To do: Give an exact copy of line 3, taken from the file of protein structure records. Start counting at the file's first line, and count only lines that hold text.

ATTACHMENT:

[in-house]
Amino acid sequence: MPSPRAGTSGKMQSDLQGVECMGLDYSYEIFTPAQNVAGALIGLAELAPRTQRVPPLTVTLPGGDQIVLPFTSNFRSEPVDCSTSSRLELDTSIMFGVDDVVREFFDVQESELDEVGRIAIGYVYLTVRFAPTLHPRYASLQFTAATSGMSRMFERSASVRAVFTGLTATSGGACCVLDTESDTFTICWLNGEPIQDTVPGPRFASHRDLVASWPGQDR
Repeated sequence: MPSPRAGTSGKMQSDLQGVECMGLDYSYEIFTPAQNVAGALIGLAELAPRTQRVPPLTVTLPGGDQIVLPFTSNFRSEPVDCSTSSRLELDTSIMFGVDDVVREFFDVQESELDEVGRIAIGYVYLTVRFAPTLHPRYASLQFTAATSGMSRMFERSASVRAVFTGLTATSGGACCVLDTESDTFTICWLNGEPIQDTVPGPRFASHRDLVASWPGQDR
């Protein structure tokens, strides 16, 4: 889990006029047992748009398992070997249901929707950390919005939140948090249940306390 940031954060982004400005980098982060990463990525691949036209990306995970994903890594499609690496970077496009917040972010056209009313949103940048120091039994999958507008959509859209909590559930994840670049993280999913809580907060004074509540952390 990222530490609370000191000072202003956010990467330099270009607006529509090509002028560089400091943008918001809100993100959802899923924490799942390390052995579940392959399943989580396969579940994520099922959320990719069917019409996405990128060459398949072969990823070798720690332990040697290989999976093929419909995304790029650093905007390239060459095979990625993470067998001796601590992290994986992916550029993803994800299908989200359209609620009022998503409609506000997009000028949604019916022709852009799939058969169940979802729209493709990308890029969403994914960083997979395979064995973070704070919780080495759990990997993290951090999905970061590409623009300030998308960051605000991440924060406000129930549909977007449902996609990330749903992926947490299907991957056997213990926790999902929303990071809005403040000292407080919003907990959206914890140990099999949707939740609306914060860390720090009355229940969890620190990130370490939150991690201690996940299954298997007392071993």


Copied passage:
Repeated sequence: MPSPRAGTSGKMQSDLQGVECMGLDYSYEIFTPAQNVAGALIGLAELAPRTQRVPPLTVTLPGGDQIVLPFTSNFRSEPVDCSTSSRLELDTSIMFGVDDVVREFFDVQESELDEVGRIAIGYVYLTVRFAPTLHPRYASLQFTAATSGMSRMFERSASVRAVFTGLTATSGGACCVLDTESDTFTICWLNGEPIQDTVPGPRFASHRDLVASWPGQDR